2018/19 Season HUB Weekly Farm Update as at 16th May 2019
Table 1: Farmlet feed wedges and general information
*The blue dashed line is the target line without supplementary feeding
*If you are struggling to view the tables and wedges you can download the pdf here
General Farm Information
Table 2: Key Numbers 16th May 2019
|Soil temp (C)||9.6|
|Milker Intake Target (kg DM/cow)||16.0|
|Av. Kg MS/cow/day||1.09 (- 0.02)||0.97 (- 0.08)|
|Average milk fat (%)||6.42 (+ 0.04)||6.48 (+ 0.09)|
|Average milk prot (%)||5.04 (+ 0.01)||5.09 (0.00)|
|Average SCC (cells/ml)||220 (+ 8)||218 (+ 17)|
|Animal Summary||Std Kale||LI Kale||Std FB||LI FB|
|Milkers – OAD||154||151||163||138|
Key Decisions: this week
- The Std farmlet’s APC is sitting well leading up to dry off next week. Their covers are above the dry off target of 2000kg DM/ha. The LI farmlets are sitting at or just below their target dry off cover of 2100kg DM/ha, especially the LI FB farmlet. Due to the earlier than planned dry off date, it is hoped that there is still another 10 days growth that can be achieved post-dry off to help build covers for spring.
- The current weather conditions have made this week quite challenging on farm. It is important to minimise pasture damage due to the wet conditions, but also ensure cows are fully fed due to lowered utilisation and colder temperatures. Extra supplement has been fed out and cows moved on before paddocks become too damaged. It has been decided to continue feeding 2kg of PKE inshed to the kale farmlet while the weather is poor. You can read more about wet weather management here: https://www.dairynz.co.nz/Search/Results?Term=wet+weather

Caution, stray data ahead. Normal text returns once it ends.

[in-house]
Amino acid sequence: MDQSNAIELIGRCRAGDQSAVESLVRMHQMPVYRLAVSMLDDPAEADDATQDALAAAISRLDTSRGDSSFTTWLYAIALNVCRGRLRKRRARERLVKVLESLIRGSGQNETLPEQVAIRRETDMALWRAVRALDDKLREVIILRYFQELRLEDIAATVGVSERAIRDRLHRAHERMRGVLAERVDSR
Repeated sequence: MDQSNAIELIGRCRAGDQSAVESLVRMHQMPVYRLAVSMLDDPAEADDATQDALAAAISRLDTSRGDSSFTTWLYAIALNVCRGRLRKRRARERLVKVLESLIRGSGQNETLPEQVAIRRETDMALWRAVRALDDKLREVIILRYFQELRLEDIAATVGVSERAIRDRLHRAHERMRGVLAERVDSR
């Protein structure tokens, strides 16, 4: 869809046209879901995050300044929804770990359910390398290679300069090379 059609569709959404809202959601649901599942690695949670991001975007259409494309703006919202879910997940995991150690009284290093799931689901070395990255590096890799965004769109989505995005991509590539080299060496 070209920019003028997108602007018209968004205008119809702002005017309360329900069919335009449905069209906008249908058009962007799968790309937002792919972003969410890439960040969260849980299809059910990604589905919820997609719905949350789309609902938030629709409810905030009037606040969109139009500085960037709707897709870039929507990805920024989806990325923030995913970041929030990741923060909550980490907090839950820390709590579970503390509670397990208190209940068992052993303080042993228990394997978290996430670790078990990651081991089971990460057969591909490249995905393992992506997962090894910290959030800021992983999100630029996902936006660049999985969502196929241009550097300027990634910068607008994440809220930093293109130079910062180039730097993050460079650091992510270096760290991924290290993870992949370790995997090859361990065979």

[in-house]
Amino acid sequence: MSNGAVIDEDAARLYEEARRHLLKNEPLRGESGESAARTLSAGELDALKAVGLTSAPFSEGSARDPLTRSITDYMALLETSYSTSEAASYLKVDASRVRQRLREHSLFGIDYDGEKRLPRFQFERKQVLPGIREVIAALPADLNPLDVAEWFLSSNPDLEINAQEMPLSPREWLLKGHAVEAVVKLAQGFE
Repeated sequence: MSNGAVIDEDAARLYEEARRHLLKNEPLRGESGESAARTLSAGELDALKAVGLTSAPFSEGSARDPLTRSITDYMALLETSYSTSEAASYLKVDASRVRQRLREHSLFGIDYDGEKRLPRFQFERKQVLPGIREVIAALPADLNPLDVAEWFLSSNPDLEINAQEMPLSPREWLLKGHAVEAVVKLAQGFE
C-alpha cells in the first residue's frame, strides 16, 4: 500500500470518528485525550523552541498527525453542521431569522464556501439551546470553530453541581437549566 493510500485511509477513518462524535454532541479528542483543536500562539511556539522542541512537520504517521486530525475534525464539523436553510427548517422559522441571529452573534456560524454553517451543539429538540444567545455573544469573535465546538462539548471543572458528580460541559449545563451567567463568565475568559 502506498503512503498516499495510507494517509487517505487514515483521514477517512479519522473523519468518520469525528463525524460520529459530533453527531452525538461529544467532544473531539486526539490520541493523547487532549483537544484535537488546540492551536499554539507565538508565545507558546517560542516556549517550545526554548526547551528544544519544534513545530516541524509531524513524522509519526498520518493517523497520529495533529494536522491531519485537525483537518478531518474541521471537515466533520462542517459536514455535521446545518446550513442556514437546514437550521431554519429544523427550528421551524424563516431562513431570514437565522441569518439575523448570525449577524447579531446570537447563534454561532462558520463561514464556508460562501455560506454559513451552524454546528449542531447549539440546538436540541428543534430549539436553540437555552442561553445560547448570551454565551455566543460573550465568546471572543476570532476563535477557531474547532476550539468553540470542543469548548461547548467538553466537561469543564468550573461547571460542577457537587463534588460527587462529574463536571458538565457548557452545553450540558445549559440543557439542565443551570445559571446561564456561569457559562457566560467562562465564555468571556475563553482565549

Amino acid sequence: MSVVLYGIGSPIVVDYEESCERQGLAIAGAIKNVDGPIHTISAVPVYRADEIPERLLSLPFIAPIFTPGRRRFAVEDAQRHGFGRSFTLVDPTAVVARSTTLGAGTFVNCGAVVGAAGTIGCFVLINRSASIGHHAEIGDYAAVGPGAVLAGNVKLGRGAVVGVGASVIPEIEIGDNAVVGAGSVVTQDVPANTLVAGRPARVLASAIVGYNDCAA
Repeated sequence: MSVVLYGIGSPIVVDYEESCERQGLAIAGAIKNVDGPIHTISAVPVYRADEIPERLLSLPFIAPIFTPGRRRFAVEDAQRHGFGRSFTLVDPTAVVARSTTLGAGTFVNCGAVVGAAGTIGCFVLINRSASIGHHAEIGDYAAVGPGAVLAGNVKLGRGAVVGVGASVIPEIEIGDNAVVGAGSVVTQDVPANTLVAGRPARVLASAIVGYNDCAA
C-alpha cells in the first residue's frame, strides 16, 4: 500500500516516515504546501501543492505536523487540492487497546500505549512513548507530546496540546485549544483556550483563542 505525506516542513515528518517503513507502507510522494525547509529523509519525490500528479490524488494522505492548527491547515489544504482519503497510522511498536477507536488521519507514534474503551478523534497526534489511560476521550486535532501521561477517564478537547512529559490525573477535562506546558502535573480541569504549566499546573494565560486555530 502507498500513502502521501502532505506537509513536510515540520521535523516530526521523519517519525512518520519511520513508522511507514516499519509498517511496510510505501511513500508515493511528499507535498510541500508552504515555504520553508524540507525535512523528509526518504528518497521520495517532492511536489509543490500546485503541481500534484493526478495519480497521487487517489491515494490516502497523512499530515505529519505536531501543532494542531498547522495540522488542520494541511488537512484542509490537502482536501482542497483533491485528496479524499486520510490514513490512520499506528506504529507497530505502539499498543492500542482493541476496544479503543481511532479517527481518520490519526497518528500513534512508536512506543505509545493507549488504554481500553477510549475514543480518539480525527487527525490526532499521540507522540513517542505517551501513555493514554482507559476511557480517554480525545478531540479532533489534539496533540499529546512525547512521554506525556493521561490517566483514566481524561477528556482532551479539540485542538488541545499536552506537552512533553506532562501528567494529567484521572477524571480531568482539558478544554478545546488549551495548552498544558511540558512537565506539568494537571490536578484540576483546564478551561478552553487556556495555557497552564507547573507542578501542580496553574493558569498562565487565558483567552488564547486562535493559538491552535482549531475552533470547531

Figure 2: Some surface flooding can be seen around the farm which has made on-farm grazing management challenging this week
- Cows are booked in to be dried off Tuesday/Wednesday next week. We will be using vets to teat seal and dry cow. The drying off procedure will involve the cows being fed a total of 12kg DM/cow for 2 days, which will include 4kg FB (for the FB farmlets, kale farmlets will make this up with baleage and hay), baleage and hay, and the rest pasture. The cows will be run in their FB and kale herds, and when the R2s return at the end of the month all herds will then be split into ‘heavies’ and ‘lights and R2s’ FB and Kale mobs, totalling 8 mobs of cows on crop (and x2 mobs of R1s).
- Milk production on the FB farmlets has dropped this week but the kale farmlets have remained stable.
- The FB farmlet cows will be receiving 3.5-4kg of FB this week. Today, due to wet conditions, the FB could not be lifted in paddock. This means that the cows will be grazed on the FB crop each morning after milking to receive their daily FB allocation once the lifted FB runs out. To prevent some cows eating more than others, the cows will be held at the shed until all the cows have finished milking and then go to the FB crop together. To open up the paddocks, a time based approach will initially be used with cows grazed for no more than 1 hour on the first 2 days.
- The last pregnancy scan will occur tomorrow. Currently there are x23 positive Johnes cows and x6 discretionary cows to be culled. To allow for a 21% replacement rate, x25 heifers are being sourced.